I would imagine as most people suggest do a test spot first then decide. In the uk they still stock dc01 and as I have 4 bottles left I would like to use it up.

Is there anything to be gained by using all 3. starting with u/c/swirl x/dc01 other than more time? I have a friend who wants me to detail his porsche. Its not a daily drive so I have plenty of time to fit it in around my day job.

Murr1525
Aug 17th, 2010, 12:37 PM
It would be very rare to need all 3.

You want the cleaner to leave a good finish, and UC may leave some marring on some paints, so you would want a milder cleaner to follow up. But would usually just need one or the other mild cleaners, not both.

SwirlX is a cleaner/polish, so adds some oils that the other products dont. But following up with a proper pure polish (DC2) is going to be the best way to polishing oils on a show car.

Poki
Aug 17th, 2010, 12:53 PM
Great write up! Thanks. Now for the embarrassing thing I learned....I really never have purchased Mirror Glaze items but have seen them on the shelves. Never paid any attention to the red arrows....duh...what a neat idea and easily signals the cut of the product. Sure saves reading a lot of fine print and trying to determine exactly what it's trying to tell me. :poke

rapport25
Aug 17th, 2010, 01:11 PM
It would be very rare to need all 3.

You want the cleaner to leave a good finish, and UC may leave some marring on some paints, so you would want a milder cleaner to follow up. But would usually just need one or the other mild cleaners, not both.

SwirlX is a cleaner/polish, so adds some oils that the other products dont. But following up with a proper pure polish (DC2) is going to be the best way to polishing oils on a show car.

Thanks for your help, again :xyxthumbs.

I have heard about that on some paint finishes uc can leave some marring. My plan is to follow with dc02 followed by nxt tech wax 2.0 and gc carnuba plus when it finally lands in the uk!!. For now it will be 2 coats of nxt tech wax 2.0.

I would imagine since the launch of u/c and swirl x there really is no use/need for dc01.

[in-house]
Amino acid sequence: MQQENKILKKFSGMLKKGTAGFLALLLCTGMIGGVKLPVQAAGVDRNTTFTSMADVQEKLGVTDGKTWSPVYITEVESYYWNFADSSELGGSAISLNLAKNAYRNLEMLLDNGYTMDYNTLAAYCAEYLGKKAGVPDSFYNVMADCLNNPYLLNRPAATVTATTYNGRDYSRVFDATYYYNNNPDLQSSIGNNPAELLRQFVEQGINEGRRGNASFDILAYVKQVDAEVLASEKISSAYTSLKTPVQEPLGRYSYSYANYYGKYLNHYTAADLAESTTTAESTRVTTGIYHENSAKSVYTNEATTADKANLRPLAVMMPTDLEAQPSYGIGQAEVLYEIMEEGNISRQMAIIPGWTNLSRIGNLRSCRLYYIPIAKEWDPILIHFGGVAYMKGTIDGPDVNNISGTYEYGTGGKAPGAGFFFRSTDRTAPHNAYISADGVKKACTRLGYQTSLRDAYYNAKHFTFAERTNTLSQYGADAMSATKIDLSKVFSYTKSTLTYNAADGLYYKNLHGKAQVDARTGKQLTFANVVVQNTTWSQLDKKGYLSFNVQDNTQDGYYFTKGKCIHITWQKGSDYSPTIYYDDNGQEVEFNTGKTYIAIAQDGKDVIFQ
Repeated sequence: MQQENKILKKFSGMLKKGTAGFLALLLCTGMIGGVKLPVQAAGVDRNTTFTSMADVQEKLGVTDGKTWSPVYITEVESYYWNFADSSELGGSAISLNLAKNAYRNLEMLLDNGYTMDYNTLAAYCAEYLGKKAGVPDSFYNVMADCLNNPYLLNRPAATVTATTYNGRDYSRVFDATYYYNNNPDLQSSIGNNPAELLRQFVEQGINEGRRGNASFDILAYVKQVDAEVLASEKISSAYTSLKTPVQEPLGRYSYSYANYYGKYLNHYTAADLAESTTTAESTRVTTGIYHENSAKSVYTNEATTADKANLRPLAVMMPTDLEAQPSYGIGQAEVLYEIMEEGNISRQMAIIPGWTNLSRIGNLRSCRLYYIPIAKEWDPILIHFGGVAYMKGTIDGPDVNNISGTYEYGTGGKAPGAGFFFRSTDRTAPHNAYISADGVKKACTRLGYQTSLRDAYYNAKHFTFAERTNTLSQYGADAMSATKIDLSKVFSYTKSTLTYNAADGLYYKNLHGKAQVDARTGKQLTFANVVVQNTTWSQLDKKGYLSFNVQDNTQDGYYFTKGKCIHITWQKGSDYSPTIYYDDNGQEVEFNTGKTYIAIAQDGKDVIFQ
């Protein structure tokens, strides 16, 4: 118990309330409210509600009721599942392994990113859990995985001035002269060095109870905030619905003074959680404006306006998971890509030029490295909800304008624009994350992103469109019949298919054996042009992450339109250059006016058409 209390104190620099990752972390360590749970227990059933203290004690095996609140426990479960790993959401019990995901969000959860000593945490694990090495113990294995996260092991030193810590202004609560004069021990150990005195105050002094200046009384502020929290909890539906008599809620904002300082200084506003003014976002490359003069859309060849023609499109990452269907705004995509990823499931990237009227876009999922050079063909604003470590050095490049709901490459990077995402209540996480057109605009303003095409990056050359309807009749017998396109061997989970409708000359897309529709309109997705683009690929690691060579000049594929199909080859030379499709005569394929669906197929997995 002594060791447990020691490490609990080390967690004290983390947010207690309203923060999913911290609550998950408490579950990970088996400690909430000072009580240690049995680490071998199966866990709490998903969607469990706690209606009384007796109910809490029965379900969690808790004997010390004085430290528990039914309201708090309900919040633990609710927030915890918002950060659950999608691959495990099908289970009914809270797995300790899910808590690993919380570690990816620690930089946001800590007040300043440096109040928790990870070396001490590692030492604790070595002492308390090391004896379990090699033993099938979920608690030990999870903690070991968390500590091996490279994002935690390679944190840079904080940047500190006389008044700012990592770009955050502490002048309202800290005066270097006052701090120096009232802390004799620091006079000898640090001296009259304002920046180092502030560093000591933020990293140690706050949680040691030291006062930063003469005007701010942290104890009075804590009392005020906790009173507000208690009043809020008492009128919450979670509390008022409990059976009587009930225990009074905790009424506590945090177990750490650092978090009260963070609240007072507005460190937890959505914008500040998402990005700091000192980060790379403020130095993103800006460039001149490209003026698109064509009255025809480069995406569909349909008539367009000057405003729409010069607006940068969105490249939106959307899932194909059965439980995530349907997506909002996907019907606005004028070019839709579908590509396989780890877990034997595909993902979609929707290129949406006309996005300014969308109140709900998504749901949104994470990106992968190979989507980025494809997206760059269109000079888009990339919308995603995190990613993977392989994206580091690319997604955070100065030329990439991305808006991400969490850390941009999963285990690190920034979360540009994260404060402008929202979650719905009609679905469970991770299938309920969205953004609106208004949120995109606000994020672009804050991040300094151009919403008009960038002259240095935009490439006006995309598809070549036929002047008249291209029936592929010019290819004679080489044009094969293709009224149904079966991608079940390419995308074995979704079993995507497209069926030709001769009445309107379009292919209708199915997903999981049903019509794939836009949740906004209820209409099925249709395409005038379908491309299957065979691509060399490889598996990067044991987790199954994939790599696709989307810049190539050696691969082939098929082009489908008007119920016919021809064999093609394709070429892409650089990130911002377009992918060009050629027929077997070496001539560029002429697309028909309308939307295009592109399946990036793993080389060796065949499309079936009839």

Murr1525
Aug 17th, 2010, 02:01 PM
Some people still want something milder that SwirlX, but the 'need' isnt really there.

BlackScreaminMachine
Oct 7th, 2010, 05:29 AM
This is indeed a fantastic artical and people should really give it a once over, especially when they are correcting paint.

rmatamorz
Oct 7th, 2010, 06:44 AM
Wooowww your articles are just a great guide.... to bad that in my country we don't have all of Meguiars products. :( but I do have what I need to make my car shine..

npj
Feb 27th, 2011, 05:44 AM
can you feel any of these deeper scratches with your fingernail? If so, then the best you can generally expect is to perhaps minimize their appearance but you most likely won't get rid of them.
Hi

This is a really informative article and I must thank you for taking the time to write it, this has helped answer many questions. I am a big fan of maguiars and only use meguiars products. I have a few deep scratches on one side that I need to try and remove. I have read your aforementioned comments that if you can feel the scratch that you are only likly to minimise the scratch rather than remove it.

I will buy some UC and use with my Meguiars DA and 8207 pad, then use progressivly less aggressive proucts/pads. This should hopfully minimise these deep scratches.

Once again thank you Michael Stoops for this excellent article that has helped me answer a number of questions.

SoCalAnt
Mar 16th, 2011, 09:23 PM
My mind just got blown. Excellent post. Thank you for this.
:worship

DYNAMIC
Apr 18th, 2011, 08:26 PM
thanks mike just by reading all this now i understand! now how do u now what kind of cut to use on what paint .::rolleyes:

Michael Stoops
Apr 19th, 2011, 07:29 AM
thanks mike just by reading all this now i understand! now how do u now what kind of cut to use on what paint .::rolleyes:

That's what your test spots are for - you don't know for sure if the paint on a car you're working on for the first time is hard, soft or otherwise until you do a test spot or two.

We can give you a great starting point for the vast majority of paints - Ultimate Compound, W8207 Soft Buff 2.0 polishing pad, G110v2 set at speed 5, moderate pressure - but from there your test spot will tell you how long you need to work a given area, how much more or less pressure you need, or if UC is either too aggressive (very delicate paint) or not aggressive enough (very hard paint). That's where your constantly developing skills come into play. Look through the threads from pictures from our Saturday classes (http://meguiarsonline.com/forums/forumdisplay.php?f=36) and you'll see that this is what we've used exclusively since UC was introduced. And you'll see it's success on a wide variety of cars, most of them black, most of them in pretty rough shape to begin with. And keep in mind that the results are from doing a pretty quick test spot at that - spend a bit more time and the results can still be better. All depends on what you want to achieve.